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Facing climate change in forests and fields: U.S. Forest Service taps into science-management partnershipsAuthor(s): Amy Daniels; Nancy Shaw; Dave Peterson; Keith Nislow; Monica Tomosy; Mary Rowland
Source: The Wildlife Professional. (Spring 2014): 31-35
Publication Series: Scientific Journal (JRNL)
Station: Washington Office
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DescriptionAs a growing body of science shows, climate change impacts on wildlife are already profound—from shifting species’ ranges and altering the synchronicity of food sources to changing the availability of water. Such impacts are only expected to increase in the coming decades. As climate change shapes complex, interwoven ecological processes, novel conditions and ecosystems will continue to emerge. This reality poses unprecedented challenges, but also opportunities for natural resource managers as they plan for the decades to come. Addressing the impacts of climate change on wildlife and habitats involves assessing how the various components of and interactions within an ecosystem may change together and then, considering dynamic conservation targets informed by society’s values. Achieving such a complex goal can be daunting for any one organization or single branch of science and, as a result, the U.S. Forest Service is building on long-established research-management partnerships to develop real-world applications suitable to specific landscapes.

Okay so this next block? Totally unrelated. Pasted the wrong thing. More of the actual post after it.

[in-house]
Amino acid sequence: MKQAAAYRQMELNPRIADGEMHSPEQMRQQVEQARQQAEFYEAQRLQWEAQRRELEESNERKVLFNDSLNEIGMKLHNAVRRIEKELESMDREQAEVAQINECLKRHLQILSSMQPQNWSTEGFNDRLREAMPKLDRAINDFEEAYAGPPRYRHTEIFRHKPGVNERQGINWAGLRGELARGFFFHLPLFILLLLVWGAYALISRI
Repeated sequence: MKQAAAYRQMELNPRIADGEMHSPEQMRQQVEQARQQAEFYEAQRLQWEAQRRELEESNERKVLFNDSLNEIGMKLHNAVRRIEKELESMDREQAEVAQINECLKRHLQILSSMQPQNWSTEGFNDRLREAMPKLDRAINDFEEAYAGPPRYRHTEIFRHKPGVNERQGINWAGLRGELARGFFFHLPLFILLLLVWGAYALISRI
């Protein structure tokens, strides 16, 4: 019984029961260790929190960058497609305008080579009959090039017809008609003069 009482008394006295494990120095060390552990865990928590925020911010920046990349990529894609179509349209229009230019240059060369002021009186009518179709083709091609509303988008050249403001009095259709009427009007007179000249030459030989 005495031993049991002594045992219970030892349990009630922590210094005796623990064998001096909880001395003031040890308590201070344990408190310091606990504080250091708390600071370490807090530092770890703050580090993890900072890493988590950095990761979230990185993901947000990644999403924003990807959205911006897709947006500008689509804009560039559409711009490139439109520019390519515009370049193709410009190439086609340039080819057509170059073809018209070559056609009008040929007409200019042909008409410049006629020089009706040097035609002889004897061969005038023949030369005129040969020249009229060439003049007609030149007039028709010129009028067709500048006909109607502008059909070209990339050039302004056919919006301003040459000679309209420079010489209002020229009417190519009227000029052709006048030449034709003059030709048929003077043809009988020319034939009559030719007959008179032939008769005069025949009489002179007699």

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CitationDaniels, Amy; Shaw, Nancy; Peterson, Dave; Nislow, Keith; Tomosy, Monica; Rowland, Mary. 2014. Facing climate change in forests and fields: U.S. Forest Service taps into science-management partnerships. The Wildlife Professional. (Spring 2014): 31-35.
Keywordsadaptation, climate change, novel ecosystems, vulnerability assessment, wildlife
- Facing climate change in forests and fields
- Climate change adaptation and mitigation options a guide for natural resource managers in southern forest ecosystems
- Assessing the climate change vulnerability of ecosystem types of the Southwestern U.S
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